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The craftsman
Volume XXVII, Number 5 (February 1915)

Our friends, the plants: how we can grow them and what they can do for us,   pp. 498-507 PDF (3.3 MB)


Page 500


OUR FRIENDS, THE PLANTS
always be moments when the inanimate room bores ,
but never a time when a plant lifting up its branches for
ing time will not win your response, your desire to aid i
its triumph.
    Indeed, a very cold, bare and plain room can be m
 inviting by the introduction of a few blossoming pt
 summertime they connect you with the garden, in th,
 shut you away from chill and frost; with color and fi
 welcome your friends.
    And as a matter of truth, they are one of the best me
 training that can be imagined, because you cannot
 plant and have it live, you cannot be whimsical wit]
 it one day and starve it the next, you cannot treat
 hope for forgiveness. It demands, in fact, a very
 standing. You will find this out if you ever put plants i
 of a child; plants and little animals can do more to I
 children to a real understanding of generosity, patience
 than all the precepts ever uttered.
    They are in no sense of the word an expensive luxi
do demand thought and care. Of course, blossoming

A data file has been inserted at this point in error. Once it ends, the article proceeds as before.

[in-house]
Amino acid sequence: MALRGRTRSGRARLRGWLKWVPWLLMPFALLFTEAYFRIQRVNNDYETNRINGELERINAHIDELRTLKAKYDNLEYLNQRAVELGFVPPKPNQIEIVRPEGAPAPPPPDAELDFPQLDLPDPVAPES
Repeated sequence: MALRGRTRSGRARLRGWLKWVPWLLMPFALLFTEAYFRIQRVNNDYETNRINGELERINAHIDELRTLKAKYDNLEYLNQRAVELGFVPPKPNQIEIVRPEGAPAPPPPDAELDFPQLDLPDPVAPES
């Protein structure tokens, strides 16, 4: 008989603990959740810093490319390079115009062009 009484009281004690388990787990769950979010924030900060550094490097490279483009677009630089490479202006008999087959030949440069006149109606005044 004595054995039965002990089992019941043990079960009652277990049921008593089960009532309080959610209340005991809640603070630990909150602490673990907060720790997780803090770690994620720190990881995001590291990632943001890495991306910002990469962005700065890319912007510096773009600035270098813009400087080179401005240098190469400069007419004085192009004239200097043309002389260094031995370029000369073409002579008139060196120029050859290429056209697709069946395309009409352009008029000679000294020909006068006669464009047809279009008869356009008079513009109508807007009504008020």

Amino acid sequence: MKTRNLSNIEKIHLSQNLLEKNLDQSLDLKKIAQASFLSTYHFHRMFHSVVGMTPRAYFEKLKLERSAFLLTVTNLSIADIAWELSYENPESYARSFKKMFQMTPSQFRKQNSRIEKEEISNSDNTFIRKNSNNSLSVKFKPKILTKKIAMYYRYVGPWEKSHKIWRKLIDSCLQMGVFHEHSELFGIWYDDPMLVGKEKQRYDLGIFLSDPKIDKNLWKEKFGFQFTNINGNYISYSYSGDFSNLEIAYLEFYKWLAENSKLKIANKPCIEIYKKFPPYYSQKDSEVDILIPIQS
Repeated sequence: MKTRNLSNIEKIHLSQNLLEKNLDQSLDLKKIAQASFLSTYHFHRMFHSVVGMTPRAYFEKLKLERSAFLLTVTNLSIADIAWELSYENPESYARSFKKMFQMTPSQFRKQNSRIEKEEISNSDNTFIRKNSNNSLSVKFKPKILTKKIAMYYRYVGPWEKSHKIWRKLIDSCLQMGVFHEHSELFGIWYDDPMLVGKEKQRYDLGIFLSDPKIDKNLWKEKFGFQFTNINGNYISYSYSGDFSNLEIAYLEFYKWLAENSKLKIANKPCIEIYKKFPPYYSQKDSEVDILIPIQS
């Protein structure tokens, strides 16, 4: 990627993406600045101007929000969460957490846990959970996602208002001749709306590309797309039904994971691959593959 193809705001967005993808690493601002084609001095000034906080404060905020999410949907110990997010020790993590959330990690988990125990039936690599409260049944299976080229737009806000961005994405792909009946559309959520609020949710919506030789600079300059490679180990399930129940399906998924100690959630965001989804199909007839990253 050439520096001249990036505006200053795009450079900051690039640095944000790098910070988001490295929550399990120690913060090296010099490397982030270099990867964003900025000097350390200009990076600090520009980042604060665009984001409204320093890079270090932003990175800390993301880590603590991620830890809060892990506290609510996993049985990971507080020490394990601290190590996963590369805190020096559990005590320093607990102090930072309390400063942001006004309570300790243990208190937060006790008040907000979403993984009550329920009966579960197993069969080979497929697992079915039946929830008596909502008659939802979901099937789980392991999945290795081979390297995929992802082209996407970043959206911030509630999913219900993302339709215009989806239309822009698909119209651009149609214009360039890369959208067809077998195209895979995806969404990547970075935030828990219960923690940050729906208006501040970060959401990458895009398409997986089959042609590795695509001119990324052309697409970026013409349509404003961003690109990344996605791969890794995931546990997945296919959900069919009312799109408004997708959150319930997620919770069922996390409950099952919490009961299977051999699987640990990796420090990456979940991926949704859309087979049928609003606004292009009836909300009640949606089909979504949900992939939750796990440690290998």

brought from the florist, and with no more care than
watering be made to last a week or two, but plants raise
bulbs or clippings require a continual, intelligent nu
are as sensitive as children to cold draughts, must be :
washed occasionally and their little peculiarities given
attention, but they more than repay for any expendi
   Plants out of doors experience great changes of
of light and of shade. Those in the house to be healthy
variation to keep them in the best condition. Their
room must be changed occasionally, now a bit of quii
a bath of direct sunshine. They must have plenty of
not be left in a draught; light also is a necessity to their I
can do without direct sun, but never without plenty
without light the foliage will be but a sickly, pale g:
plant lack vitality enough to produce blossoms. The le
washedl:occasionally with soap suds and rinsed with c.
keep them free from dust and parasites. They requi
repotting to allow fuller root growth and to provide fr
which they may feed. At such times the old soil shoul(
carefully so that the roots will not be injured and
sifted soil added. Unless this attention is given the
become pot-bound, too firmly packed for growth; the e
left open and porous, not allowed to become sour.
500


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